You may have heard our First Alert Meteorologists talk about the cold air wedge or cold air damming setup during their forecast before.
But what is it? What does it do to our weather here in southeast North Carolina?
Typically this happens when a cold front pushes through the region ushering in cooler air across the region and an area of high pressure anchors over the New England states.
High pressure circulates clockwise and funnels cooler east and northeast winds into our area.
Winds will flow over the Labrador Current in the Atlantic Ocean (a cooler current). As the winds and cool air try to complete their circuit around the high pressure area, they are met by the Appalachian Mountains.
Cold air is more dense than warm air and doesn't like to rise as freely as warm air. The mountains act as a barrier, or a dam to keep the air from rising and results in the air spilling southward along the spine of the Appalachians into north Georgia. The cold air damming effect can be as strong to affect Alabama and eastern Mississippi as well.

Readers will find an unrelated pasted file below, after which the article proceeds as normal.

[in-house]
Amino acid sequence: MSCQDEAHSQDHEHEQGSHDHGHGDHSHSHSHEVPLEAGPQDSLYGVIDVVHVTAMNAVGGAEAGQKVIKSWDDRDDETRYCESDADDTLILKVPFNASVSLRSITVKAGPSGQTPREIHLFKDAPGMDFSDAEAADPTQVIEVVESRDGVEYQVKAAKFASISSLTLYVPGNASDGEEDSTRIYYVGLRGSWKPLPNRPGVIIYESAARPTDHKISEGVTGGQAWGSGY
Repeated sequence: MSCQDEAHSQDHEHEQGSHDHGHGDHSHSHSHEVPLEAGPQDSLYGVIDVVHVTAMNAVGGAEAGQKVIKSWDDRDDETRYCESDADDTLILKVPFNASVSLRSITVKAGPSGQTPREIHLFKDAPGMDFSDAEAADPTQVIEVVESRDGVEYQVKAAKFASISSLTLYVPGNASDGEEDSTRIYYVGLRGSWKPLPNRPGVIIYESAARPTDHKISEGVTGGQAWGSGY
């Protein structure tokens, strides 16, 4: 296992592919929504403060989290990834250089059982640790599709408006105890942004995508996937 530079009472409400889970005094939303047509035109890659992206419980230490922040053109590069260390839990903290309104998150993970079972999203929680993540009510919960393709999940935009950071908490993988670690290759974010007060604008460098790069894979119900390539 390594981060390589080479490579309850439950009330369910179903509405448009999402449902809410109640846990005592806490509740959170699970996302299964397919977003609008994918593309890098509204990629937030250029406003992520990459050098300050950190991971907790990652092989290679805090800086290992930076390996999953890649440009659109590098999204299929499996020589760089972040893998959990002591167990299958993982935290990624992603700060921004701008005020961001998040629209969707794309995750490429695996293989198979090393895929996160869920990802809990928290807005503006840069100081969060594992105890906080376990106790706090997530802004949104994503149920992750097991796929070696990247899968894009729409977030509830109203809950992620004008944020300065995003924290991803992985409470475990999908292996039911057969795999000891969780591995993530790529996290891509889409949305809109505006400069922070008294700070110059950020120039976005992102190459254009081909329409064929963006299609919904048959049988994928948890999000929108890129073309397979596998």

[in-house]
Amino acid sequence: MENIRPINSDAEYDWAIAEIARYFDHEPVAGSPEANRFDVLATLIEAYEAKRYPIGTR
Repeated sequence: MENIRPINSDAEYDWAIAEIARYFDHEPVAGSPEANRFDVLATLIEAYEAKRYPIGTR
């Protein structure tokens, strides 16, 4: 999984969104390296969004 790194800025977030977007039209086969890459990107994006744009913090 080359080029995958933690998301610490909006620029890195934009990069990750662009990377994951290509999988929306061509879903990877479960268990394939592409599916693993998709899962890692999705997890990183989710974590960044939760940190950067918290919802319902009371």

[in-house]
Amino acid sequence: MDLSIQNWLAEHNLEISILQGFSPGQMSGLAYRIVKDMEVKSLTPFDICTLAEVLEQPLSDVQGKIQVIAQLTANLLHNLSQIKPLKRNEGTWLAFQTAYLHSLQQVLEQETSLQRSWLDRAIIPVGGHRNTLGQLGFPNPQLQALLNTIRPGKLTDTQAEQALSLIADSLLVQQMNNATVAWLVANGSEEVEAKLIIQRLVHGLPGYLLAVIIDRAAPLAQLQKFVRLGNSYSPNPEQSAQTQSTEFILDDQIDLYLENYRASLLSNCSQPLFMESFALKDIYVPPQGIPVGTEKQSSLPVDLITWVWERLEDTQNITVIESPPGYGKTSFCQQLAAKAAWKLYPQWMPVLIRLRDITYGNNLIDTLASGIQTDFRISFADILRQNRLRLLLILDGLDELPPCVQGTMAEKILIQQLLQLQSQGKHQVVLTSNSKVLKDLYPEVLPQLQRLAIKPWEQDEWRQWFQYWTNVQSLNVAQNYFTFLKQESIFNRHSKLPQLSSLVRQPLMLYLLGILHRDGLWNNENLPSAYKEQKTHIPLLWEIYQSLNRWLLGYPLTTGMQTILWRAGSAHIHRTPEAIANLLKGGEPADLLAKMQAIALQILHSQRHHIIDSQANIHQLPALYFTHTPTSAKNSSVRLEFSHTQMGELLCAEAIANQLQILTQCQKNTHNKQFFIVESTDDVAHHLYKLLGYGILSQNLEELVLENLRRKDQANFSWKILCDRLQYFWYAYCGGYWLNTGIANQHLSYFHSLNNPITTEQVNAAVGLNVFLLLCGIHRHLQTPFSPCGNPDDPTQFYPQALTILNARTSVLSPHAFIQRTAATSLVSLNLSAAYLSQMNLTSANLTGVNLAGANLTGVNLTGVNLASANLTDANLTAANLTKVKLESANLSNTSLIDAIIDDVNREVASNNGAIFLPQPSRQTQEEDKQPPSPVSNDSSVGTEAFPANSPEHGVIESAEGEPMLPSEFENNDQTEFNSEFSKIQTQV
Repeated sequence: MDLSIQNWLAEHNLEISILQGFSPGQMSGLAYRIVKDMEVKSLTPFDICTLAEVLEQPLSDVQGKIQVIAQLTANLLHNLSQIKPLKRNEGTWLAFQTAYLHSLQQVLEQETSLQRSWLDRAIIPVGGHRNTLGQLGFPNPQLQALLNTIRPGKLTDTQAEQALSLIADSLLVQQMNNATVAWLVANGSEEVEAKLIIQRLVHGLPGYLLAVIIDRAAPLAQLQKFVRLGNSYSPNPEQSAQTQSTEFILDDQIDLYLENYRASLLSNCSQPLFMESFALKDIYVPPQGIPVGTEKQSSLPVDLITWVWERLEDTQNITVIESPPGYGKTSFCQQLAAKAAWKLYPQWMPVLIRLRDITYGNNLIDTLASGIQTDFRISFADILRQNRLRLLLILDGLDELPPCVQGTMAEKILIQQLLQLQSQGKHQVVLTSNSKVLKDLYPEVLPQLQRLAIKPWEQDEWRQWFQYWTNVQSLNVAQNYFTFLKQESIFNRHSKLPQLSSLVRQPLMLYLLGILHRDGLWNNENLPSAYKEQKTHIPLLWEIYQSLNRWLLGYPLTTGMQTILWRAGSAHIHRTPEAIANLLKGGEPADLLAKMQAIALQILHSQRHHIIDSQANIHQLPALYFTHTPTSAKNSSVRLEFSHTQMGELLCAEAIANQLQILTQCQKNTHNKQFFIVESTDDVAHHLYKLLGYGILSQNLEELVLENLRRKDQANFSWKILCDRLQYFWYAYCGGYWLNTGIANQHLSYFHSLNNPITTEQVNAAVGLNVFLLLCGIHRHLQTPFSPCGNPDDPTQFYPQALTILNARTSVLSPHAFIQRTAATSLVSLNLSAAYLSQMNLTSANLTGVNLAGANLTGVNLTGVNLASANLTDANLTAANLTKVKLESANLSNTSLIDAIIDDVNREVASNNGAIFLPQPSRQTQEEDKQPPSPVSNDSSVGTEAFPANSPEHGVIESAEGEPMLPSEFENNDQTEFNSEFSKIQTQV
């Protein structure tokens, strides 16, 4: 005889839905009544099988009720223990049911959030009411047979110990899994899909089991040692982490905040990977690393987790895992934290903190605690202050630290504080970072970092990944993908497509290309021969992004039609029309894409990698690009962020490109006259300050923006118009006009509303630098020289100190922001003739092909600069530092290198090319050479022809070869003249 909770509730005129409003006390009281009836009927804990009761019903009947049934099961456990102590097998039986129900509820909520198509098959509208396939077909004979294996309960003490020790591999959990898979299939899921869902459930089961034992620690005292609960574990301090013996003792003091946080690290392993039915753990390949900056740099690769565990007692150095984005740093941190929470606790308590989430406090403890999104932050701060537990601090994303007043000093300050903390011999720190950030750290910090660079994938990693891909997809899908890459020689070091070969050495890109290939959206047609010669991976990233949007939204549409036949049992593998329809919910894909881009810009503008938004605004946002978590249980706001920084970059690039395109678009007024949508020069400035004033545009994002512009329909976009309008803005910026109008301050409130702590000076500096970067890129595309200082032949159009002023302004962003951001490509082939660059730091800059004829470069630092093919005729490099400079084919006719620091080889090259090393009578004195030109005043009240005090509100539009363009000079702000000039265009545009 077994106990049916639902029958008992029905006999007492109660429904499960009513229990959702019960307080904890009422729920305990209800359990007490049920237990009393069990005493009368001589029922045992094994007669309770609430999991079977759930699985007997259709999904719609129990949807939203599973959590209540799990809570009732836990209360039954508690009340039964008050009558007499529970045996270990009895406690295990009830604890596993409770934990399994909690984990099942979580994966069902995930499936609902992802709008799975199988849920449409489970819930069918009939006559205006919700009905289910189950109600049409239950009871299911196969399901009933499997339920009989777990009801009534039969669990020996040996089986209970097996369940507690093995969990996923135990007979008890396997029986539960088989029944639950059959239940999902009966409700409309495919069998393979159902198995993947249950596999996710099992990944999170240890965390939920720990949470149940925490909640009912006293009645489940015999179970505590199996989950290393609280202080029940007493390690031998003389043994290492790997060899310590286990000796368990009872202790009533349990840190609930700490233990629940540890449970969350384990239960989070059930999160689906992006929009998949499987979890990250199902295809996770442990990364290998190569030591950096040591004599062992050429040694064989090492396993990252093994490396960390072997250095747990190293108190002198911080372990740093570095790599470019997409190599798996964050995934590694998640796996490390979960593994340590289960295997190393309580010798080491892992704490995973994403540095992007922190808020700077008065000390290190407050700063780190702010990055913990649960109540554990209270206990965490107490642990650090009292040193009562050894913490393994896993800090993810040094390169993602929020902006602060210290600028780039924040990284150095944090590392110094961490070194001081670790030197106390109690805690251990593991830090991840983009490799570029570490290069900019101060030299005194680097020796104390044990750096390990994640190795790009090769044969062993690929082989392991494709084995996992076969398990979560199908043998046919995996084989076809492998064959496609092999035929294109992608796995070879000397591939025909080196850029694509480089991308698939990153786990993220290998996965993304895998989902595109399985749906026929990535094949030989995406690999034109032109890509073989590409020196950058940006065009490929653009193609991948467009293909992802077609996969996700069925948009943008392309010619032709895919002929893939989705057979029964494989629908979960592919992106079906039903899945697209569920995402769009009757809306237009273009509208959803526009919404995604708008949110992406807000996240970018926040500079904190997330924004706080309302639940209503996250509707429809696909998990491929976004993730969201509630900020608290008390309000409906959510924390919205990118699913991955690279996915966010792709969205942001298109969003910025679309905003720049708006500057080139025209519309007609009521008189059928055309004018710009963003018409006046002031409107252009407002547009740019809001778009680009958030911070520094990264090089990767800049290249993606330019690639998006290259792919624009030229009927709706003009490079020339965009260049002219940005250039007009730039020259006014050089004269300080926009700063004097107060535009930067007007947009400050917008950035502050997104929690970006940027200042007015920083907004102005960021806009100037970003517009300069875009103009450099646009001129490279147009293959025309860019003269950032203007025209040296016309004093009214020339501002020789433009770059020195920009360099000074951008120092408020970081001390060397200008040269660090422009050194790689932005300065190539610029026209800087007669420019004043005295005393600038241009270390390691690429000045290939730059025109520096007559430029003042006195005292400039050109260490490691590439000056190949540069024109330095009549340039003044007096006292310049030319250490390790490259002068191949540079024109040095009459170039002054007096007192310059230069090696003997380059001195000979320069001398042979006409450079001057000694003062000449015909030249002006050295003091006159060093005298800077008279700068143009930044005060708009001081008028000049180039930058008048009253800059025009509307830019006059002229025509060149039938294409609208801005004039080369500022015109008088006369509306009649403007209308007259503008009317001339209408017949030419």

A boundary usually forms either on the coast or just offshore as a delineation between the cooler air and warmer maritime air. It provides a funnel to keep the cooler air west of the boundary and warmer air east of it.
For us in southeast North Carolina, we see an increase in clouds, occasional showers and cooler temperatures for a period of time before the boundary offshore makes moves to head inland to break things up and warm us up.
This type of phenomena has been the culprit for many crippling ice storms in the North Carolina Piedmont as well.
Cold air damming events can last a day or a week. It all depends on how strong the area of high pressure is to the north and the depth of the cold air.
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